20 March 2006

South Africa: State Halts Sale of Komatiland Forests

Johannesburg — THE sale of government's largest forestry asset, the Komatiland forests, has been halted, raising concern that the state is planning to backtrack completely on the privatisation of its forests in Mpumalanga and Limpopo.

The move comes after an earlier deal to sell Komatiland to the Bonheur consortium fell through last month.

Bonheur, which was made up of Global Forest Products and Imbokodva Lemabalabala, pulled out of the deal shortly before the Competition Tribunal rejected the proposed sale as anticompetitive.

The competition authorities said the R396m Bonheur deal would have created a huge private monopoly, which would lead to job cuts or the closure of small independent saw millers.

The withdrawal of Bonheur was widely expected to pave the way for government to then start negotiations with the reserve bidder, the Londoloza-Paharpur Consortium so that it could finalise the long-delayed sale of the forests. But the public enterprises department said on Friday that it would "not to proceed with the current transaction".

Kobus Breed (pictured), CEO of Safcol, which holds the Komatiland forests, said the decision was informed mainly by the length of time, six years, it had taken to finalise the deal.

This made any implementation of the transaction based on the asset as presented impossible.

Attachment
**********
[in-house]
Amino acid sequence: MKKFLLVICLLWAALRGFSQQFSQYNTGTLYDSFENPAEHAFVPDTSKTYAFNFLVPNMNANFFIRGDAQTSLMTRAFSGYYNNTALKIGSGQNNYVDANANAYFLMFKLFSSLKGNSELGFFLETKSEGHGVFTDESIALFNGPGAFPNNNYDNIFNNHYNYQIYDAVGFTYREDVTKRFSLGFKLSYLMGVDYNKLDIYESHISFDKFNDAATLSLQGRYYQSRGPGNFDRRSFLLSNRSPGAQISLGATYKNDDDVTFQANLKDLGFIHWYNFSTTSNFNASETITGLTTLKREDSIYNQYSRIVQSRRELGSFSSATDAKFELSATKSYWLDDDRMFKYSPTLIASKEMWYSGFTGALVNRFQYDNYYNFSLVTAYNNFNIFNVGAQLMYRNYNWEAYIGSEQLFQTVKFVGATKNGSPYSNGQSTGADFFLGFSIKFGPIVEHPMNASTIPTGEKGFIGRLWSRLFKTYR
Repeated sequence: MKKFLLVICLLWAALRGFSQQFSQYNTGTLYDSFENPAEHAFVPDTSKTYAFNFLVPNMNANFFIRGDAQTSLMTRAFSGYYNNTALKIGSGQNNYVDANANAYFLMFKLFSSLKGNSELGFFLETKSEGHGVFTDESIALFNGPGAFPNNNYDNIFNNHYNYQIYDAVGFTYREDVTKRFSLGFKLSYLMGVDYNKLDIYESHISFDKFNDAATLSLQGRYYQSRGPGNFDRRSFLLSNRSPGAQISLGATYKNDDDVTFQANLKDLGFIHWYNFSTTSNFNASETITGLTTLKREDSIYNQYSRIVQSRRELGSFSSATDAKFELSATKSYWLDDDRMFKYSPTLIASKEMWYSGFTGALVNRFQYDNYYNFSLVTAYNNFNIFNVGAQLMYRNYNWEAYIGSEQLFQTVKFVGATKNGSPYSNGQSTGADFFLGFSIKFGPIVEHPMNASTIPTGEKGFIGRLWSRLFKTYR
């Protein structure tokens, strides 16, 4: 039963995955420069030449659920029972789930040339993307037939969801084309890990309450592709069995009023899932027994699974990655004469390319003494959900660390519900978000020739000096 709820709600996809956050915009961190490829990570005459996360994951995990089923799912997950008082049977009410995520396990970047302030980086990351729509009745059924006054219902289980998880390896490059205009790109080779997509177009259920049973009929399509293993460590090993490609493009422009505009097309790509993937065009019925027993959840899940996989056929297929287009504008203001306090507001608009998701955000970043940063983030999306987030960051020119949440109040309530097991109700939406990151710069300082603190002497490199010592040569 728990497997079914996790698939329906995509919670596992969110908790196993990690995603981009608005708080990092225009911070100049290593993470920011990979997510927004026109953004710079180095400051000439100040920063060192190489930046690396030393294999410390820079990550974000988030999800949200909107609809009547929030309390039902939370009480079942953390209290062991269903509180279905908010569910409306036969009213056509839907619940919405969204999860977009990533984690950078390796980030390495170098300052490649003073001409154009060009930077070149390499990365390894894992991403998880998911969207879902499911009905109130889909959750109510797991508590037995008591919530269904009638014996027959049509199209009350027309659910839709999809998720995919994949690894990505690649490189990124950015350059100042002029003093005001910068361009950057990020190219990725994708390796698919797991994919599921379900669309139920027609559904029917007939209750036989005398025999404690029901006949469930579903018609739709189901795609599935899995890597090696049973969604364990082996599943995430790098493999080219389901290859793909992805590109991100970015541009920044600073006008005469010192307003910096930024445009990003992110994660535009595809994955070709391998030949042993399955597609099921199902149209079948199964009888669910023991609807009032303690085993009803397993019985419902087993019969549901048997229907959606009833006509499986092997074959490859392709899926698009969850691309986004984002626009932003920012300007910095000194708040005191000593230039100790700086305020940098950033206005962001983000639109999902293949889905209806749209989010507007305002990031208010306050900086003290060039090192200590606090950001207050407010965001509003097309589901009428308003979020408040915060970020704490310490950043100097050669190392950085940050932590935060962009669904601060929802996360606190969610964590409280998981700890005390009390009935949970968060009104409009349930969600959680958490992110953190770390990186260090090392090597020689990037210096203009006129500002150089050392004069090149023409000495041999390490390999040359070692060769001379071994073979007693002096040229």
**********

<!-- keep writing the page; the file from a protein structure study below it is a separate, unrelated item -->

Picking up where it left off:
In addition, a statement from Safcol said real concerns were raised during the competition approval process, affecting government's restructuring policy objectives. As a result, government needed to review these concerns before a decision could be made on the future of its programme for restructuring commercial forestry assets.

Breed said government was currently considering all alternatives before a decision would be made on the way forward.

"It will take into account the interest of the industry and the role of commercial forestry in the economy at large, specifically recognising the role it could play in the Accelerated and Shared Growth Initiative of SA (Asgi-SA)."

Department spokeswoman Gaynor Kast said the other factor that had led government to "reconsider" the future of Komatiland was the recent increased demand for saw logs in SA.

"Accordingly, a forward-looking strategy in the context of the 2005 Asgi-SA is being developed as a matter of priority," said Kast.

She would not be drawn to say whether government would cancel the sale of Komatiland altogether after failing to sell the company in two successive attempts.

The first R335m transaction was cancelled in 2002 after it was discovered that the then chief director of public enterprises, Andile Nkuhlu, had secretly received about R55000 from the then preferred bidder, Zama Resources.

Nkuhlu and his benefactor, Zama CEO Mcebisi Mlonzi, subsequently resigned from their positions.

Komatiland is a 130000ha plantation stretching across both Mpumalanga and Limpopo.

It has two saw mills, a veneer-slicing plant and export facility.

Komatiland has traditionally been regarded as the major cash generator for Safcol, the state-owned forestry holdings company.

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